A guest post by NHA guide, biologist, and photographer Sean Beckett
In the middle of January it is a challenge to remember summer in Yellowstone National Park. Those sunny afternoons floating down the river in an inner tube, counting birds and otters along the shore, are now just a dream. Jackson Hole’s Osprey, now lounging on the Cuban beaches, fretted and whistled at us as we drifted past their riverfront perches. Summer seems gone forever, but Yellowstone’s wildlife sees their glasses half-full.
Days after the winter solstice, during the year’s shortest and coldest days, black-capped chickadees begin to practice their fluty “cheese-bur-ger,” song. It is a strange time to sing. The chickadee realizes that days are lengthening, and switches are flipping deep in his brain that trigger his dormant hormones. He is reminded that the breeding season is only a few months away. It is physiologically-induced optimism.
Along the frozen river banks, the American Dipper plunges into the water to catch invertebrates clinging to the bottom of frigid cobbles in fast-moving streams. This little songbird is a philosopher, having read Aristotle’s quote, “Nature abhors a vacuum.” In other words, if something is edible, something will learn to eat it. This cousin of the common American Robin is a model of ingenuity, and has figured out that no other bird eats these whitewater bugs. So without webbed feet or hardly any other aquatic adaptation (save for some extra-thick preening oil), he dives underwater and rides the rapids to the surprise of all the ducks and swans nearby. They tell him that he is just a simple songbird in the middle of the Yellowstone winter, and he ought to migrate to South America like all his insectivorous friends. “Winter?” says the dipper, “what is winter?” and plunges into the river again.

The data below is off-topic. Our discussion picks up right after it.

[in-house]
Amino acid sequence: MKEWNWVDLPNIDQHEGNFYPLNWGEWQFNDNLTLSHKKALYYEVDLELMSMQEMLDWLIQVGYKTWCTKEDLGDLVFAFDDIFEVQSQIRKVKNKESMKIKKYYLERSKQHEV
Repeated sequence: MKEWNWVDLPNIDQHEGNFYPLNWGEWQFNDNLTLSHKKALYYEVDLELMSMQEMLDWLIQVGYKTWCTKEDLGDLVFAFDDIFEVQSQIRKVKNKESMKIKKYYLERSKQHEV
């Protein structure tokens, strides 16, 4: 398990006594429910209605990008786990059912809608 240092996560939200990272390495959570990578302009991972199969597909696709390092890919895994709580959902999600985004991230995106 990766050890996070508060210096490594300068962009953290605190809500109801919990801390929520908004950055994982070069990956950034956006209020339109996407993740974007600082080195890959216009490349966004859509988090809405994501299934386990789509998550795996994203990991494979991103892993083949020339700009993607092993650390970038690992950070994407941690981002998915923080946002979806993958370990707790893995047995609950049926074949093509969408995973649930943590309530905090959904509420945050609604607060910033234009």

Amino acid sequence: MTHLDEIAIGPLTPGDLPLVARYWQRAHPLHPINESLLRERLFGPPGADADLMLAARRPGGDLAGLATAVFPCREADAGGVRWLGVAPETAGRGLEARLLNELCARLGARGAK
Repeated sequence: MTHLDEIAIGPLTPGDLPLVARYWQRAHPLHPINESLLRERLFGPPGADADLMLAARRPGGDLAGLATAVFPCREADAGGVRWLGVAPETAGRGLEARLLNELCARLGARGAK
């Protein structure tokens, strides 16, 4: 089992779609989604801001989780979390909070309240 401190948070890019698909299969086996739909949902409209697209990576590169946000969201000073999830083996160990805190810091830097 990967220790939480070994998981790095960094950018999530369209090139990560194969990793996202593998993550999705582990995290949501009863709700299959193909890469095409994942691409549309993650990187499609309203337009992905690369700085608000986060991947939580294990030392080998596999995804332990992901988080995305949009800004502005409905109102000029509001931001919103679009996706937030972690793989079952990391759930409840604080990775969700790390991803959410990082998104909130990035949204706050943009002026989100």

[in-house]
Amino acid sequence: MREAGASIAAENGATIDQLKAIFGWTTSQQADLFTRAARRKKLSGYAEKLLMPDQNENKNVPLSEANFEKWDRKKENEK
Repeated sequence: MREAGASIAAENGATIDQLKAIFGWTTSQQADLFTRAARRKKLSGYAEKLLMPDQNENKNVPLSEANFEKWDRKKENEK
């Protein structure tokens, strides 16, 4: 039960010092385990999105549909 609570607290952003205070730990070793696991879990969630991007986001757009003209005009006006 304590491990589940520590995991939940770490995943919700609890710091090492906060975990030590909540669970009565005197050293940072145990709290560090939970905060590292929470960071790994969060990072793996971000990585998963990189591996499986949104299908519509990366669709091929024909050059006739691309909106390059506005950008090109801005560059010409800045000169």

Yellowstone’s wolves may be our best reminder of the summer to come. This week has marked the beginning of their breeding season. Handsome lone suitors howl and serenade young pack females like the window scene in Romeo and Juliet. Some of these females sneak away from their parents’ watchful eye in the night. The park’s alpha pairs are all flirting and courting and spending more time close together. For us and for wolves, having children means believing in a brighter future. The wolves’ frigid winter mating season is timed to ensure that their pups will emerge from the den onto a warm, green hillside.